Inside Mencap’s transformational journey

The logo for mencap, featuring the word Mencap in maroon with a speech bubble behind it, and the words: The voice of learning disability

In 2014, Jan Tregelles took the helm as CEO of Mencap, a leading charity which supports people with learning disabilities, their parents and carers. Since then, the organisation has been on a progressive ‘journey of transformation’ into a modernised, forward-looking charity with a unified goal and mission.

How did this transformation come about, and what role did leadership and a change in organisational culture have to play? HRD Connect spoke to Sara Sheard, Head of Organisational Development at Mencap, to find out the story.

The Mencap Big Plan

“The prompt for change within Mencap was Jan Tregelles taking over as CEO,” Sara explained. “Jan was previously Services Director, and she had a clear vision for change that she wanted for the organisation, which was centred around culture.

“The organisation could be described as having lost its way a little – we didn’t have one clear set of organisational priorities that everyone signed up to, and silo working was the norm. Jan had an energy and a vision for change – she knew we needed to change, evolve and grow as one organisation if we were going to achieve any meaningful change for people with a learning disability.  Shaping the culture was Jan’s route to do this.”

Cultural change was thus the starting point for Mencap’s transformation, which involved setting out a new set of values and capabilities, a new strategic direction – dubbed ‘Our Big Plan’ – and developing a new, bespoke approach to leadership, which Mencap named ‘Our Leadership Way’. The organisation wanted to be ‘bold and different’ in its new vision, and break out of the “old ‘charity’ mould”.

Two Mencap employees talking together

Image: Mencap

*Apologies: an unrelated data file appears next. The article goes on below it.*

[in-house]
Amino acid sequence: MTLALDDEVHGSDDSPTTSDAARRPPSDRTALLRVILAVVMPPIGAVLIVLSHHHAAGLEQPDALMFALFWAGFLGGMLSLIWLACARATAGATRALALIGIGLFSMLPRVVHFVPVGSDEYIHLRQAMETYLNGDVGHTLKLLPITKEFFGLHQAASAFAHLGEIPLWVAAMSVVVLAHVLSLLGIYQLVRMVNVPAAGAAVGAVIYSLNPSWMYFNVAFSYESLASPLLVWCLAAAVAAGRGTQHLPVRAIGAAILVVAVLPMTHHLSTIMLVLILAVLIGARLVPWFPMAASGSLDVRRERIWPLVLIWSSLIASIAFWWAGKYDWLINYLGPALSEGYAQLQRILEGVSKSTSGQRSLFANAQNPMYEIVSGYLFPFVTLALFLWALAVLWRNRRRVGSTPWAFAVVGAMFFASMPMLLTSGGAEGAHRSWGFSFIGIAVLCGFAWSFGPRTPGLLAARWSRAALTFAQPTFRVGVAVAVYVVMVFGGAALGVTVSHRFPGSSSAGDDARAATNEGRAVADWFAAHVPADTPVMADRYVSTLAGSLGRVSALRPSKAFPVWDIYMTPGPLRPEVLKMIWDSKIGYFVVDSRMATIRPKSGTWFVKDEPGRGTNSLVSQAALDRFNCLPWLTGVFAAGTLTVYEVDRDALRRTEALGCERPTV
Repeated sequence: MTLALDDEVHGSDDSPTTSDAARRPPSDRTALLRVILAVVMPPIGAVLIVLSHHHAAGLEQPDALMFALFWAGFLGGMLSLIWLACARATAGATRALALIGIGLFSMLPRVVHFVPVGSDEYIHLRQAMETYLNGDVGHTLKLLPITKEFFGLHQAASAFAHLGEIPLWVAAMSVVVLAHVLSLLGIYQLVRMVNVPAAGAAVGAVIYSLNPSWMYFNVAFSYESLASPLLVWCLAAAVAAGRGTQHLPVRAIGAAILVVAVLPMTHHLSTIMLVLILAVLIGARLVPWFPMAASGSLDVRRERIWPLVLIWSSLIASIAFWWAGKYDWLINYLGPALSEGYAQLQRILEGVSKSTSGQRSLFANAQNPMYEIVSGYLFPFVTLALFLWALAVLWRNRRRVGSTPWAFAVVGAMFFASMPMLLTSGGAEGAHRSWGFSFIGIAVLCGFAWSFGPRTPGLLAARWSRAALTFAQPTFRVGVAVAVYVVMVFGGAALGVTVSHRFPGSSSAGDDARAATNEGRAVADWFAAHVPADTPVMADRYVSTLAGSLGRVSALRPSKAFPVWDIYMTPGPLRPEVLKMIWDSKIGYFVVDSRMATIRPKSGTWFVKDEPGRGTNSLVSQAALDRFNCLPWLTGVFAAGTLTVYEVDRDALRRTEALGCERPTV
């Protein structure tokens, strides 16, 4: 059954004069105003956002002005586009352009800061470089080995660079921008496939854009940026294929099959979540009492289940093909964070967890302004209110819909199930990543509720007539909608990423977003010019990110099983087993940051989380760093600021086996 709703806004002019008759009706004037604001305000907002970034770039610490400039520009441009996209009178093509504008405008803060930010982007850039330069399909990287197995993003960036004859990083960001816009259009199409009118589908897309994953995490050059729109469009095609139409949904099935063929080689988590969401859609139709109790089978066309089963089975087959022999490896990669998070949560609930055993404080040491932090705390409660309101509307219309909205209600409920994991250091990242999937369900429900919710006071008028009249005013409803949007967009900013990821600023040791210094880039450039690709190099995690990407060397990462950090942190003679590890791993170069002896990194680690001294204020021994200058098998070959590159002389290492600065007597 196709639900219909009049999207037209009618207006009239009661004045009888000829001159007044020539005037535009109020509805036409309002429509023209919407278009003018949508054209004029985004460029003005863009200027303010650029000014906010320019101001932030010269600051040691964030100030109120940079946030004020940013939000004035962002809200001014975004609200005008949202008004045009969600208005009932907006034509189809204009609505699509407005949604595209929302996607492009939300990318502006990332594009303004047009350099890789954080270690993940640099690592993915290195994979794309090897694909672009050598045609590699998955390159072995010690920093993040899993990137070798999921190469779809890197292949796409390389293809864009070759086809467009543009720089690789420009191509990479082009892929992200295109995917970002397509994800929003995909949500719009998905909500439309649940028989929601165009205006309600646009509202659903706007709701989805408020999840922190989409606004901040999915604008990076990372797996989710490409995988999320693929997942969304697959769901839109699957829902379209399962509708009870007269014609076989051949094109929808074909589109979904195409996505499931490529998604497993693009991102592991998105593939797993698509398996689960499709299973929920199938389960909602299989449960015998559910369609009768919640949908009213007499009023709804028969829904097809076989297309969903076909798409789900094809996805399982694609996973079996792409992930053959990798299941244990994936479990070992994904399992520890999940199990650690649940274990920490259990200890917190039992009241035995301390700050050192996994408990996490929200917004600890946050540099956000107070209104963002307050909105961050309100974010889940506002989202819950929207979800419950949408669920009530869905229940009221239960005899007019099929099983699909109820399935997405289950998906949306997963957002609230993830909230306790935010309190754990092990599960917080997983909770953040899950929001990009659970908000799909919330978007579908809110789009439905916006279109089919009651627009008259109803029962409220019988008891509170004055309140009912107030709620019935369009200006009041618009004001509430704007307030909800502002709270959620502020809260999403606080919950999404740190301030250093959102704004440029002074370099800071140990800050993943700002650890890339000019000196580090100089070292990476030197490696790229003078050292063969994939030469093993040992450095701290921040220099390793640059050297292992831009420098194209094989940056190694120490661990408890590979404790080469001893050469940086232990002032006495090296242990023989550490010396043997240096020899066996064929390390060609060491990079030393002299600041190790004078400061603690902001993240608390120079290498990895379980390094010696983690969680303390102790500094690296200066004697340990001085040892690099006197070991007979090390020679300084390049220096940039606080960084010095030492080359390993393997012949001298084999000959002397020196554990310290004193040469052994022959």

Sara emphasised that employee participation and input was absolutely key to the organisation’s change in direction. “We approached this piece of work from the offset with a different mindset,” she said. “We wanted to take our people on a journey, and therefore our 8000-strong workforce had to be given the opportunity to influence the change every step of the way.

“Throughout the transformation programme, colleagues had the chance to discuss and share ideas with us about things like what our new values should be, and what the priority areas would be within Our Big Plan. We still regularly hold these conversations, and they really set the tone for collaboration, involvement and ownership for our colleagues in continuing to shape and understand the direction of the organisation.”

This approach paid dividends for Mencap in terms of feedback from its employees. At the outset of Mencap’s transformational journey, the charity asked for suggestions from employees about what needed to change. Employees highlighted shortcomings such as a detached higher management, a need to recognise achievements more, a need for people to be more connected to the work that they do, and a need to generate a sense of community.

By contrast, the organisation’s 2016 Investors in People (IiP) report observed that, “People universally confirm that the values are an intrinsic part of the ethos and culture of the organisation. This is an outstanding outcome that outperforms every sector average and places Mencap as one of the highest scoring in the UK.”

“We received fantastic feedback in our IiP about how quickly our new values and strategic priority areas have become established and embedded at every level,” confirmed Sara. “All of our employees know and enact our values. They all know what the strategic priorities are within ‘Our Big Plan’, and where they fit within the plan.”

Engaging and growing leaders

One of the most pressing issues facing the HR sector is the development of future leaders within an organisation. It is always a challenge to identify and cultivate the up-and-coming talent who can take the helm of an organisation in the future, especially when employees may be promoted due to technical aptitude, rather than leadership skills; and when Boards of Directors are reluctant to plan for the longer term, instead only looking ahead by one or two years.